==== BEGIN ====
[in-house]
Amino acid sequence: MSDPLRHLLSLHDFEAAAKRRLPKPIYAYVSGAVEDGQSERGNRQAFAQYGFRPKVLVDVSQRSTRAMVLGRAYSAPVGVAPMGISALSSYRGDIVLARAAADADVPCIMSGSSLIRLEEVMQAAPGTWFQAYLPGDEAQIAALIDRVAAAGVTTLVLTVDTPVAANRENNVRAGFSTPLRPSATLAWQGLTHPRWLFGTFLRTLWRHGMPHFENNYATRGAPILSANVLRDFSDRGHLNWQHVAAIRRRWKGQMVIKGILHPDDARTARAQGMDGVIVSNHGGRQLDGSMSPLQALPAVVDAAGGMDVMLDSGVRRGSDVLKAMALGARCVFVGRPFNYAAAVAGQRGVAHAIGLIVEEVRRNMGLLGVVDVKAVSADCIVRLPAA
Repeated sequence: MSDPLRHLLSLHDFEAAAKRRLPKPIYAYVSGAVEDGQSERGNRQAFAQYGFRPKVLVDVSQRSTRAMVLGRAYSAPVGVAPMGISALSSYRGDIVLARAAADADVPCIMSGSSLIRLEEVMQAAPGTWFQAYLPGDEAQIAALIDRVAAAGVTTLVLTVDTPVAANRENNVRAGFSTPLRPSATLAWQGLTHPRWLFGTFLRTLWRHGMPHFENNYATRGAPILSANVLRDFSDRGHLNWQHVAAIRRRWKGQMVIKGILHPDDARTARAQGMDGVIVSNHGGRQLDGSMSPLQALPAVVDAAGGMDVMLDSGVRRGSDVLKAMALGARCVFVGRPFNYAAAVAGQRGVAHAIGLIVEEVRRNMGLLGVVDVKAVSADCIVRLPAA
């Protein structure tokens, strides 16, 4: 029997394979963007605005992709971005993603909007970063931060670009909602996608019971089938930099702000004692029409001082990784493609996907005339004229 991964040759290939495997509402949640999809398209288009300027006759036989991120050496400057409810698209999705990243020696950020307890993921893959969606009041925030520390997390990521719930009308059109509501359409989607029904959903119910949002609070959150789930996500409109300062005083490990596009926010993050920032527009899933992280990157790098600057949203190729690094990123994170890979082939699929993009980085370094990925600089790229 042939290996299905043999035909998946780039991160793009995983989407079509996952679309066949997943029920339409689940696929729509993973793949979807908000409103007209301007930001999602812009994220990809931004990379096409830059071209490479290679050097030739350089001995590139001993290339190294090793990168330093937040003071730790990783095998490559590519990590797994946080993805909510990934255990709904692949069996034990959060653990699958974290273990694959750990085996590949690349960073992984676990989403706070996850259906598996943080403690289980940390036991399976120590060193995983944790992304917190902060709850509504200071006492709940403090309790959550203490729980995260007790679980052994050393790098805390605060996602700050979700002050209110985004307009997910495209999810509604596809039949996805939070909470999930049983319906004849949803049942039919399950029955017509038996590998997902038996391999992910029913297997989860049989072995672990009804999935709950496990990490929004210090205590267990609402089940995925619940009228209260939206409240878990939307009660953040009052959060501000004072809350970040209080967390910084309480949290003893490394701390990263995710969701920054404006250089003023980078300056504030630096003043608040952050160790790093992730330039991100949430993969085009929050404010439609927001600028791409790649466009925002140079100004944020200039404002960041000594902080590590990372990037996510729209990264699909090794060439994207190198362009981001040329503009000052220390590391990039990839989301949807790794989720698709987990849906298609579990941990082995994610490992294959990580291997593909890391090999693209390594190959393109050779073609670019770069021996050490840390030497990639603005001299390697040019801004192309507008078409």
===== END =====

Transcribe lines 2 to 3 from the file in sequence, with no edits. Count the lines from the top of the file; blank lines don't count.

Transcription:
Amino acid sequence: MSDPLRHLLSLHDFEAAAKRRLPKPIYAYVSGAVEDGQSERGNRQAFAQYGFRPKVLVDVSQRSTRAMVLGRAYSAPVGVAPMGISALSSYRGDIVLARAAADADVPCIMSGSSLIRLEEVMQAAPGTWFQAYLPGDEAQIAALIDRVAAAGVTTLVLTVDTPVAANRENNVRAGFSTPLRPSATLAWQGLTHPRWLFGTFLRTLWRHGMPHFENNYATRGAPILSANVLRDFSDRGHLNWQHVAAIRRRWKGQMVIKGILHPDDARTARAQGMDGVIVSNHGGRQLDGSMSPLQALPAVVDAAGGMDVMLDSGVRRGSDVLKAMALGARCVFVGRPFNYAAAVAGQRGVAHAIGLIVEEVRRNMGLLGVVDVKAVSADCIVRLPAA
Repeated sequence: MSDPLRHLLSLHDFEAAAKRRLPKPIYAYVSGAVEDGQSERGNRQAFAQYGFRPKVLVDVSQRSTRAMVLGRAYSAPVGVAPMGISALSSYRGDIVLARAAADADVPCIMSGSSLIRLEEVMQAAPGTWFQAYLPGDEAQIAALIDRVAAAGVTTLVLTVDTPVAANRENNVRAGFSTPLRPSATLAWQGLTHPRWLFGTFLRTLWRHGMPHFENNYATRGAPILSANVLRDFSDRGHLNWQHVAAIRRRWKGQMVIKGILHPDDARTARAQGMDGVIVSNHGGRQLDGSMSPLQALPAVVDAAGGMDVMLDSGVRRGSDVLKAMALGARCVFVGRPFNYAAAVAGQRGVAHAIGLIVEEVRRNMGLLGVVDVKAVSADCIVRLPAA